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Terms in this set (80)

Establishes, through the NPA and Board Rules, that a nurse has a responsibility and duty to a client/patient to provide and coordinate the delivery of safe, effective nursing care.

This duty supersedes any facility policy or physician order.

Duty to the patient

Lunsford v. Board of Nurse Examiners, 648 S.W. 2d 391 (Tex. App.--Austin, 1983)

The court in affirming the disciplinary action of the Board, held that a nurse has a duty to the patient which cannot be superseded by hospital policy or physician's order.

This landmark case involved a gentleman who arrived to a rural hospital via private vehicle. The gentleman was experiencing severe chest pain, nausea, and sweating—all hallmark symptoms of myocardial infarction (heart attack). Nurse Lunsford was summoned to the ER waiting room by this gentleman's friend. Upon seeing the acute distress the man was experiencing and hearing his symptoms, she instructed his friend to drive the man to the nearest facility equipped to handle heart attack victims. This facility was 24 miles away. The man succumbed to the heart attack 5 miles away from the small hospital.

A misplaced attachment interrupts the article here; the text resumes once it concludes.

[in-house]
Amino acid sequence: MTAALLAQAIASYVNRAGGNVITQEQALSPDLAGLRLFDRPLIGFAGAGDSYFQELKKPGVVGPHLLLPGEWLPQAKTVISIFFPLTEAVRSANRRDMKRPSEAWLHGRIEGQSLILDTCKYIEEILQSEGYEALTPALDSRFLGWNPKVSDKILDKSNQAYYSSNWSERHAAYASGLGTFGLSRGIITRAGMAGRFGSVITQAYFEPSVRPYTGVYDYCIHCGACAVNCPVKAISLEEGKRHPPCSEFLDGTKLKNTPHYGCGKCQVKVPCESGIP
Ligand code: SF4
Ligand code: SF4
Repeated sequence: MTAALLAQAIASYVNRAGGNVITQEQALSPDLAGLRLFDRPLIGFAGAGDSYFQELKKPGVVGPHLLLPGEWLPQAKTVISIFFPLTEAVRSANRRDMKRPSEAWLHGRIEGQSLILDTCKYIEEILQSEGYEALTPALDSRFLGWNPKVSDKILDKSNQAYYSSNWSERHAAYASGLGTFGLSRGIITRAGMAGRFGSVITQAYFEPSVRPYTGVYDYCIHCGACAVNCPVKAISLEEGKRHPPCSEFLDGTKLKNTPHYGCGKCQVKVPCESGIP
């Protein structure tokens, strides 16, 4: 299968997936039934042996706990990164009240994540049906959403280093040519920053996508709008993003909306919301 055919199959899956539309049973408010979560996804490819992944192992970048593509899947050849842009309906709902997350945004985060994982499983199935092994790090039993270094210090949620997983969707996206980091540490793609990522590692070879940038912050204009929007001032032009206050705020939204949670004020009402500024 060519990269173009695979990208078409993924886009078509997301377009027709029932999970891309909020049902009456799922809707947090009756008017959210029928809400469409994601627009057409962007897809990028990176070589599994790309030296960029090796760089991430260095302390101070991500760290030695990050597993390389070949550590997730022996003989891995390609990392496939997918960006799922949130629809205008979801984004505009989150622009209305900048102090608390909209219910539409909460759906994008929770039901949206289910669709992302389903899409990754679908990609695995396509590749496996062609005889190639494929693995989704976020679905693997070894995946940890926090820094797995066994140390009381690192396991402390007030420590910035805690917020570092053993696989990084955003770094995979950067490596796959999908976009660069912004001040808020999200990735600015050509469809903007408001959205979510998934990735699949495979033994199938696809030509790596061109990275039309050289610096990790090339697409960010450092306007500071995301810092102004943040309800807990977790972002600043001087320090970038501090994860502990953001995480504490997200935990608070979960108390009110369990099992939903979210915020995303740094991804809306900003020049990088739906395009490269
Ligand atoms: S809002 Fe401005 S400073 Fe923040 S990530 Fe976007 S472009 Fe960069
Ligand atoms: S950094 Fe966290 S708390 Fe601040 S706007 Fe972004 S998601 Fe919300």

When the Board sought to sanction the nurse's license, the nurse maintained that the ER physician (who never saw the man) told her the man needed to be transported to the larger facility. The facility policy was also to transfer patients experiencing heart attacks (via ambulance) to the larger facility that was equipped to provide the broad range of therapies that might be needed.
The court sided with the BON and agreed that the nurse had the knowledge, skills and abilities to recognize the life-threatening nature of the man's symptoms. Because of this knowledge, the court maintained that it was the nurse's duty to act in the best interest of the client by assessing the man, taking measures to stabilize him and to prevent complications, and communicating his condition to other staff (such as the MD) in order to enlist appropriate medical care